The blossoms are out, flinging splotches of white, pink and yellow all over Canberra, and that’s lovely to look at from a very great distance while wearing a HAZMAT suit with a HEPA-grade air-filtration system.
That’s because with the warmer weather and colours of spring comes pollen, and with pollen comes allergies – hay fever, asthma and general sniffling and coughing on air you can almost taste.
Many are still recovering from last year – the worst on record for pollen in Canberra.
The Canberra Pollen Research project, run through the Australian National University (ANU) and supported by ACT Health, has provided a daily pollen count and forecast of grass pollen levels in the air around the city for nearly 12 years.
In an average year, researchers would record about five ‘extreme’ pollen days.
But over 2022, more than 30 extreme days were recorded, 16 of which were consecutive. This made it officially the worst season since records began.
Researchers put this down to the climate conditions brought on by La Niña when local flora responded to higher-than-average rainfall.
But that was then. What can we expect this year, when the Pacific Ocean’s weather patterns appear to be shifting to El Niño, and the Bureau of Meteorology (BOM) is predicting “warmer and drier conditions across most of southern and eastern Australia“?
Lead researcher Dr Simon Haberle (aka, ‘That Pollen Guy’ on X, formerly Twitter) says it’s hard to put a figure on future pollen count, but there are some early indicators.
“We have observed what it looks like when we have an El Niño year. When it is dry, droughts are common and the grass, in particular, is less productive, so we typically have a lower-intensity hay fever season.”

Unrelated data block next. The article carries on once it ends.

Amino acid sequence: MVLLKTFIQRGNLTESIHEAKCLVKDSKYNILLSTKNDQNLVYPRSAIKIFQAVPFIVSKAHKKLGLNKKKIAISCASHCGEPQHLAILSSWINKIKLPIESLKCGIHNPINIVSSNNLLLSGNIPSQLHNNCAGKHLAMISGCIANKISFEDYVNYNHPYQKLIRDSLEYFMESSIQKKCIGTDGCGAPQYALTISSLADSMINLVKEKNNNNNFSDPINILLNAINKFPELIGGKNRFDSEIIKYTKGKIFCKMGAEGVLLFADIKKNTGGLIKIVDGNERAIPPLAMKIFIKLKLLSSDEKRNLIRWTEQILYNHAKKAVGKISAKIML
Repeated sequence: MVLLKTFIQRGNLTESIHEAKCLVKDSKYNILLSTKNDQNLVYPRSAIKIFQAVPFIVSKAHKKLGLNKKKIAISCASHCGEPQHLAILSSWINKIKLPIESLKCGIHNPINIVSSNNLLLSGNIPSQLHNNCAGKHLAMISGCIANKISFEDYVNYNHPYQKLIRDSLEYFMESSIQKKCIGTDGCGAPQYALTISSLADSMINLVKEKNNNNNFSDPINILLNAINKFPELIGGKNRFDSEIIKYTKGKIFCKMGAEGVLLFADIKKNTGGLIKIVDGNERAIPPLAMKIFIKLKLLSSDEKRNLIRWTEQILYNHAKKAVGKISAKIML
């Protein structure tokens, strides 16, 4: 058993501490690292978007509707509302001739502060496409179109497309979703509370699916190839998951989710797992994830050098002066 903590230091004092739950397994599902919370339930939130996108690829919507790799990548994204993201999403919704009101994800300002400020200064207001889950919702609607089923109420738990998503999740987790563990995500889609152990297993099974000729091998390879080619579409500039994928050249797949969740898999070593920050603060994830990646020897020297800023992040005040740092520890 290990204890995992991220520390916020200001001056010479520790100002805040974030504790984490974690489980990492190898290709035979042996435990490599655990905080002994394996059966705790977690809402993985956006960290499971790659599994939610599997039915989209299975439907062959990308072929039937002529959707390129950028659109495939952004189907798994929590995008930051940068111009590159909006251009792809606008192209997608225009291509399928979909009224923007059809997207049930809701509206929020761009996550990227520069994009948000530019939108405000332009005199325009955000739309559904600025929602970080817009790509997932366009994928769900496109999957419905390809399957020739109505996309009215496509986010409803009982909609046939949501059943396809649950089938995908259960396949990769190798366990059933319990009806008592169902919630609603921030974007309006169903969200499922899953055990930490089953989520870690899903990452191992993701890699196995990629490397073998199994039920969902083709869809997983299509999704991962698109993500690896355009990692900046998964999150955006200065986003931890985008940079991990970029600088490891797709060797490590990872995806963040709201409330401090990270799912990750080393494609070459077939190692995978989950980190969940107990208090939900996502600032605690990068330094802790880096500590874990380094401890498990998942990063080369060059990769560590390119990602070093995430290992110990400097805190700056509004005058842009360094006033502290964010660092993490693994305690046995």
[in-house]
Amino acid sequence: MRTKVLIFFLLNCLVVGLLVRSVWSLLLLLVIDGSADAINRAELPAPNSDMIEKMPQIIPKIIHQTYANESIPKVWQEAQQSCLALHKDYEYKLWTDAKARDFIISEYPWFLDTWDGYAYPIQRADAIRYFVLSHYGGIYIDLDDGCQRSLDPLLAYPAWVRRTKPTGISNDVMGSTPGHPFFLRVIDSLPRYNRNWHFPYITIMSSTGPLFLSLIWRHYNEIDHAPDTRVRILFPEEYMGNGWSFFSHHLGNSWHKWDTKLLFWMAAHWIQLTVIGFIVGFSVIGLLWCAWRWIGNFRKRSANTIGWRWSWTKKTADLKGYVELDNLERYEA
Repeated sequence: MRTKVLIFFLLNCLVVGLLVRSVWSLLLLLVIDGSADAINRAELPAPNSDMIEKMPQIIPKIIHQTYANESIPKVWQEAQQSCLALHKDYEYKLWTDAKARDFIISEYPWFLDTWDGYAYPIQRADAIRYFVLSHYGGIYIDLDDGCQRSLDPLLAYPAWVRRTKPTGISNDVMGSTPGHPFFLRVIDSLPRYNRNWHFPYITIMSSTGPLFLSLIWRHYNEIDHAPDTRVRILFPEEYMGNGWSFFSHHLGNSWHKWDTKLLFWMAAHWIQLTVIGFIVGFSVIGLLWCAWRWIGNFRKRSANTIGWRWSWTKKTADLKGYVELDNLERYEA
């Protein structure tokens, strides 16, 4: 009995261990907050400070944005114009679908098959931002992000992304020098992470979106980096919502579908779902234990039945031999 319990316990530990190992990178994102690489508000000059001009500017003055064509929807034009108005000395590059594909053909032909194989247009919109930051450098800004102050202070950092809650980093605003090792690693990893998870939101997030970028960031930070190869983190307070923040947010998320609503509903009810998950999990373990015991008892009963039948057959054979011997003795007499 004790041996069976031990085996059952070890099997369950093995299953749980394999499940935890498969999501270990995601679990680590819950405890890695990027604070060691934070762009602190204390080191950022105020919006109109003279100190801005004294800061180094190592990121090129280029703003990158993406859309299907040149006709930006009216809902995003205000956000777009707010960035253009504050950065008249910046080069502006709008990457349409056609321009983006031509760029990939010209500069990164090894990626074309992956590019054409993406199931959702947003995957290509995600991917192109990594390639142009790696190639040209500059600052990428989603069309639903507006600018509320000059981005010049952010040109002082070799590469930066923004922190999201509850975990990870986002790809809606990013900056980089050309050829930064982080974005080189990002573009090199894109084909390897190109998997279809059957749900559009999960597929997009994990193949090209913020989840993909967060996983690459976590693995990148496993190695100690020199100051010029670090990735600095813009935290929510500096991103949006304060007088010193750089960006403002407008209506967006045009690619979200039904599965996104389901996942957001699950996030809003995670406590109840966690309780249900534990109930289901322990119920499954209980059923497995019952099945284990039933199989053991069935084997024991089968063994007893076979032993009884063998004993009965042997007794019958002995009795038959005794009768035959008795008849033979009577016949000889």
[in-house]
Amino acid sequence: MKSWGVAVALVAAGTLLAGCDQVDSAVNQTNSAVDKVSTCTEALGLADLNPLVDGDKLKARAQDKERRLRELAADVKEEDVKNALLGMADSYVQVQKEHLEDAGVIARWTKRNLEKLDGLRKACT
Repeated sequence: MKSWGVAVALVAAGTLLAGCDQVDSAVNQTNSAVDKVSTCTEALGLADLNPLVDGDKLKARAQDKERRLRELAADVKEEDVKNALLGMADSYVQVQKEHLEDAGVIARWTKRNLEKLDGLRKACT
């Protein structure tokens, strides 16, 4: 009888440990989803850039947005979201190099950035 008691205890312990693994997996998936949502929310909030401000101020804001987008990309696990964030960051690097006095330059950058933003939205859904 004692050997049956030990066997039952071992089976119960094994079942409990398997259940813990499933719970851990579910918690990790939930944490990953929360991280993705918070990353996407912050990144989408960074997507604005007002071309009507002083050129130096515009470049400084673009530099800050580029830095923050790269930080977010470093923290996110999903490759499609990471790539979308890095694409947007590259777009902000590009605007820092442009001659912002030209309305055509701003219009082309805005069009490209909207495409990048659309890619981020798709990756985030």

Ryegrass is the main culprit in Canberra and starts its growth season towards the end of September, peaks in November, and lasts through to January. To make matters worse, prevalent north-westerly winds over the same time period scatter the dust far and wide.
From now until late October, pollen from trees such as Cypress pine, pine, elm, birch, ash, poplar and plane is most common, and while it might not be as problematic for as many people as ryegrass, these levels are not looking much better.
“The 2023 winter tree pollen season is starting earlier and stronger than previous years,” Dr Haberle says.
Warm winter temperatures may have contributed to this, as well as lingering moisture in the soil.
“There’s still a bit of energy in the ‘system’ to produce hyperactivity in the trees and potentially the grasses as we move forward.
“Whether or not this is also the pattern we see in the grass pollen season for 2023 is yet to be determined, but all signs point to at least a strong grass pollen season that will start in late September to early October.”
In other words, you’ll be needing that HAZMAT suit.
Original Article published by James Coleman on Riotact.